Burning Bit in a Buck Stove Insert

Burning Bit in a Buck Stove Insert

PostBy: Legendsingray On: Sun Feb 22, 2009 3:31 pm

I am attempting to burn Bit Coal in an old Multi-fuel (wood/bit coal) Buck Stove Insert. The Model is Regular Buck. (this is a 1980s stove insert). The coal grate kit that buck made for this stove only exist in history because I cannot find one anywhere (all though my stove already had the coal liner when I purchased it). I purchased an aftermarket coal grate that would fit in the stove. I am buring baseball size bit coal and getting mixed results. I've got the air in-take wide open and the damper mostly shut and it is burning about so/so. The coal is burning well, but is not putting off the same heat that wood would put off with the same settings. When burning wood, I could just about close the in-takes and it would run you out of the room. I could heat my entire house when burning wood, however, I am having an issue doing so with the bit. I know it is something that I am doing, because I know coal just burns circles around wood. Any help would be appriciated. (Also, if anyone has one of those kits made for this buck stove, let me know and we will talk).
Legendsingray
 
Hand Fed Coal Stove: Hitzer 983 Insert
Coal Size/Type: Nut/ Anthracite
Other Heating: Electric Heat pump

Re: Burning Bit in a Buck Stove Insert

PostBy: rockwood On: Sun Feb 22, 2009 10:29 pm

How much coal are you putting in the stove when you load it up? You might want to try adding more at a time. The "after market" grate may not last long because it's in a closed (airtight) firebox. A stove designed to burn coal has grates positioned so all (most) air is drawn through the grates keeping them cooler making them last longer. The grate you have will work but it will tend to "burn out" and I bet you'll have to replace it every few years depending on how much/how hot you run the stove. Keeping the ashes cleaned out below the grate will help because a grate sitting in a deep pile of ash with no air flow under it will be even hotter.
rockwood
 
Hot Air Coal Stoker Furnace: Stokermatic coal furnace
Hand Fed Coal Stove: Rockwood Stoveworks Circulator
Baseburners & Antiques: Malleable/Monarch Range
Coal Size/Type: Soft coal: Lump and stoker (slack coal)

Re: Burning Bit in a Buck Stove Insert

PostBy: Legendsingray On: Mon Feb 23, 2009 7:10 pm

I am putting as much coal as I can. It mounds up on the grate and rolls off the sides. Being an aftermarket grate it does not fit side to side and front to back just right. There is some space (about 2" on each side and about 1 1/2" front and back). I keep the ash cleaned out every day. My biggest problem is I just can't seem to get this fire hot hot. My wood fires were buring hotter. I cannot figure out why? Is it the fact that I can only load so much coal at a time?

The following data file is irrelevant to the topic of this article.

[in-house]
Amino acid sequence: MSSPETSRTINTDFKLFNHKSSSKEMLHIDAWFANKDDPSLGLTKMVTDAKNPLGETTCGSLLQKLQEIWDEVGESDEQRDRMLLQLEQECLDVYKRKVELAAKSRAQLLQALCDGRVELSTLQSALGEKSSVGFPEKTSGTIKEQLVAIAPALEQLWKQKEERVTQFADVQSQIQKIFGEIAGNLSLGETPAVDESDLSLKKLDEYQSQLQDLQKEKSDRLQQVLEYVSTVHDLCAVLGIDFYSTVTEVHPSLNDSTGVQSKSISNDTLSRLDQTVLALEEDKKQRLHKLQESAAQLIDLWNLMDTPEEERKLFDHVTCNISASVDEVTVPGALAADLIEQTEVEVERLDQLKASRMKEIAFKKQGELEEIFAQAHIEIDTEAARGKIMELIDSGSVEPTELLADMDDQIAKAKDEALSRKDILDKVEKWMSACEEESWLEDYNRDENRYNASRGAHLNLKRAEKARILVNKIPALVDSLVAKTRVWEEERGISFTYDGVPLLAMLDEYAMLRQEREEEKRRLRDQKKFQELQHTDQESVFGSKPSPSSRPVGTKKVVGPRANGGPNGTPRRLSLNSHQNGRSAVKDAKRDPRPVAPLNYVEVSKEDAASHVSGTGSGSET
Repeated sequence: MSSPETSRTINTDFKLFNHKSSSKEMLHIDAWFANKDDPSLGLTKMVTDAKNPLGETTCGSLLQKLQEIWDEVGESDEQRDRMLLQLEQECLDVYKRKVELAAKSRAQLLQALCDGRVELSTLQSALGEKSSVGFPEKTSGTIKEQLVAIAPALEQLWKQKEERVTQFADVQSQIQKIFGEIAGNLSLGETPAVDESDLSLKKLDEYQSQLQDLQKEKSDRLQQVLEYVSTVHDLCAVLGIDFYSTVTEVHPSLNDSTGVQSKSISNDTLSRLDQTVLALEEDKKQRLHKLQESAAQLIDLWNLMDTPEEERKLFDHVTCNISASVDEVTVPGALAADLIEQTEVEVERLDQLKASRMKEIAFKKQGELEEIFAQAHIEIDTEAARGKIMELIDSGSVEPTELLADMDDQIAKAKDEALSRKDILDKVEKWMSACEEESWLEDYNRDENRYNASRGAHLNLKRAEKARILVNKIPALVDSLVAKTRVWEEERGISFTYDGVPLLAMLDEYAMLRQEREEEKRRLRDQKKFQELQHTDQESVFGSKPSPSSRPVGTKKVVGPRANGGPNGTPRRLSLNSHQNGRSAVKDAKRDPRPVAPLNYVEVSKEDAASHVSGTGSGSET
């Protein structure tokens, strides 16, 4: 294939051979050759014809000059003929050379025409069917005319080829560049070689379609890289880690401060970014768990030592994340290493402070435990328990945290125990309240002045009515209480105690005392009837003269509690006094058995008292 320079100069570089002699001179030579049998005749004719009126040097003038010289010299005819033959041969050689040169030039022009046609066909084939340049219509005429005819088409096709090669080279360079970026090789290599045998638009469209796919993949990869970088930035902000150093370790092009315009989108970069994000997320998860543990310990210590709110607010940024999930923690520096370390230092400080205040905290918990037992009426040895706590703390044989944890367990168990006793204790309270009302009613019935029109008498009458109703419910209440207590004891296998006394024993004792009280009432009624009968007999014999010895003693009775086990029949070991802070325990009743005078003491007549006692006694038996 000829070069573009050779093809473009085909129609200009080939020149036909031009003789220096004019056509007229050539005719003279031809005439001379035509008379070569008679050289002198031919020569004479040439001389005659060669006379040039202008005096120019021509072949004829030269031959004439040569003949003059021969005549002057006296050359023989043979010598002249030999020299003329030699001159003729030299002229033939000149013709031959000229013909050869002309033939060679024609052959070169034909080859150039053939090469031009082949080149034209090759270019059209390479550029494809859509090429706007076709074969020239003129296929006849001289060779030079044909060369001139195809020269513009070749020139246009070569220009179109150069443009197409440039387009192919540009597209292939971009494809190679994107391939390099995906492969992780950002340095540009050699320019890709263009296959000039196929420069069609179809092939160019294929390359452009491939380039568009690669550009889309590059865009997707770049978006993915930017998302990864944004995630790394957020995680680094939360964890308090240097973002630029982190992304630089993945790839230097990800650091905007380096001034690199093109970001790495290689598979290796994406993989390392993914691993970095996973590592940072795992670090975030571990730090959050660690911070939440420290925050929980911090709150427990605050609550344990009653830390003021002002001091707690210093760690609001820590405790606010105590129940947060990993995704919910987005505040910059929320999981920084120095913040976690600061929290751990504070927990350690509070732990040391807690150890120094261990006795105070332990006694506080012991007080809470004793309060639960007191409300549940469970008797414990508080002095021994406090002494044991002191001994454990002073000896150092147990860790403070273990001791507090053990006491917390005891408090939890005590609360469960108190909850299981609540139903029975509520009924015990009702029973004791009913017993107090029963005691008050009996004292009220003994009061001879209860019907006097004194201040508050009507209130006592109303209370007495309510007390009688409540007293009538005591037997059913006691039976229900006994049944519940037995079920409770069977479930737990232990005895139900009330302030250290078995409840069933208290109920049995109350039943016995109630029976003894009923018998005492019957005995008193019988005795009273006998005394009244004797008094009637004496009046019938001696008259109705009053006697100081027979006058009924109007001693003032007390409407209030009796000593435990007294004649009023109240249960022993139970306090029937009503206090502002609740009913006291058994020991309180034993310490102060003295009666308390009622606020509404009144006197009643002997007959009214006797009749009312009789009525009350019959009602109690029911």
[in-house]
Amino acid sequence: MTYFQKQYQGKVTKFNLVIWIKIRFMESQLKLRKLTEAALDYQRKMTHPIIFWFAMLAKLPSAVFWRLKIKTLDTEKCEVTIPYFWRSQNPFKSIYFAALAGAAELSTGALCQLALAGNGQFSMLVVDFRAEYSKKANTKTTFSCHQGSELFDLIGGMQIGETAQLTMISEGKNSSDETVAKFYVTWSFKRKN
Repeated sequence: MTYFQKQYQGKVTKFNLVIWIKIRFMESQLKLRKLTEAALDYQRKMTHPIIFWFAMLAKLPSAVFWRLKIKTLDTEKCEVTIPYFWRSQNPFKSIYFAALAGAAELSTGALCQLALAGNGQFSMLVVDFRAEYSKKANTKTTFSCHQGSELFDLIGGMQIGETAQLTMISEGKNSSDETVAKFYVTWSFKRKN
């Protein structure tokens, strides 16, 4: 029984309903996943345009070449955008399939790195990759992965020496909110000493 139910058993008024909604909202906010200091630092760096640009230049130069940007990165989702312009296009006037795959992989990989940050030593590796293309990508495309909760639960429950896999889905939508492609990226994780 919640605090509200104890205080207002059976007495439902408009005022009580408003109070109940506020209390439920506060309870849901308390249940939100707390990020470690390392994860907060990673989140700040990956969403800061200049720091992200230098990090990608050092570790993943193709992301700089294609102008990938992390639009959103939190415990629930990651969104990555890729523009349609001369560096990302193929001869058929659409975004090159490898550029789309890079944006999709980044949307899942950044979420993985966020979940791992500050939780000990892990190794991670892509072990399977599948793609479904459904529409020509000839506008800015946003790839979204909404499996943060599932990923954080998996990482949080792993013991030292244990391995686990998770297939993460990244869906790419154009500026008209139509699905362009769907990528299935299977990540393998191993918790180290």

Legendsingray
 
Hand Fed Coal Stove: Hitzer 983 Insert
Coal Size/Type: Nut/ Anthracite
Other Heating: Electric Heat pump


Re: Burning Bit in a Buck Stove Insert

PostBy: rockwood On: Mon Feb 23, 2009 8:33 pm

There just may not be enough air going through the bed of coal. The side and front gaps you mention must be letting air bypass the coal bed keeping the fire from burning hot. When you load it up there should be lots of fire and smoke as the volatiles burn off almost like it's out of control (depending on coal quality) then it should settle down to a nice hot bed of coals that burn for hours. If it doesn't do this then it's not burning as it should. Do you have larger "than baseball size" coal that you could try? Larger coal should burn better in this kind of stove as air can flow more easily between larger coal as apposed to smaller coal aiding combustion.
You mentioned that you have the damper mostly shut. When you first add coal try leaving the damper open to get the coal burning good then shut it down some.
rockwood
 
Hot Air Coal Stoker Furnace: Stokermatic coal furnace
Hand Fed Coal Stove: Rockwood Stoveworks Circulator
Baseburners & Antiques: Malleable/Monarch Range
Coal Size/Type: Soft coal: Lump and stoker (slack coal)

Re: Burning Bit in a Buck Stove Insert

PostBy: ktm rider On: Tue Feb 24, 2009 9:58 am

I agree with Rockwood. Teh air must be bypassing the coal through tht gaps you mentioned. Air is going to find the path of least resistance.
ktm rider
 
Stove/Furnace Make: AHS Multifuel
Stove/Furnace Model: CO 55 with oil backup

Re: Burning Bit in a Buck Stove Insert

PostBy: Duengeon master On: Wed Feb 25, 2009 7:49 pm

One thing with bit coal is that it tends to swell up and (weld itself together) After about one hour after loading, try breaking up the solid chunk of coal. I use a piece of #3 rebar to break the chunk. That will allow more air to flow through the bed and should produce more heat.
Duengeon master
 
Hand Fed Coal Stove: Harmon Mark III
Coal Size/Type: Anthracite pea and nut mix. Bituminous lump

Re: Burning Bit in a Buck Stove Insert

PostBy: ktm rider On: Wed Feb 25, 2009 8:47 pm

Duengeon master wrote:One thing with bit coal is that it tends to swell up and (weld itself together) After about one hour after loading, try breaking up the solid chunk of coal. I use a piece of #3 rebar to break the chunk. That will allow more air to flow through the bed and should produce more heat.


Agreed, I do the same thing. If you don't the coal will "Bridge" and a nice crust will form on the top. This usally keeps the heat to a minimum... Atleast in my boiler...
ktm rider
 
Stove/Furnace Make: AHS Multifuel
Stove/Furnace Model: CO 55 with oil backup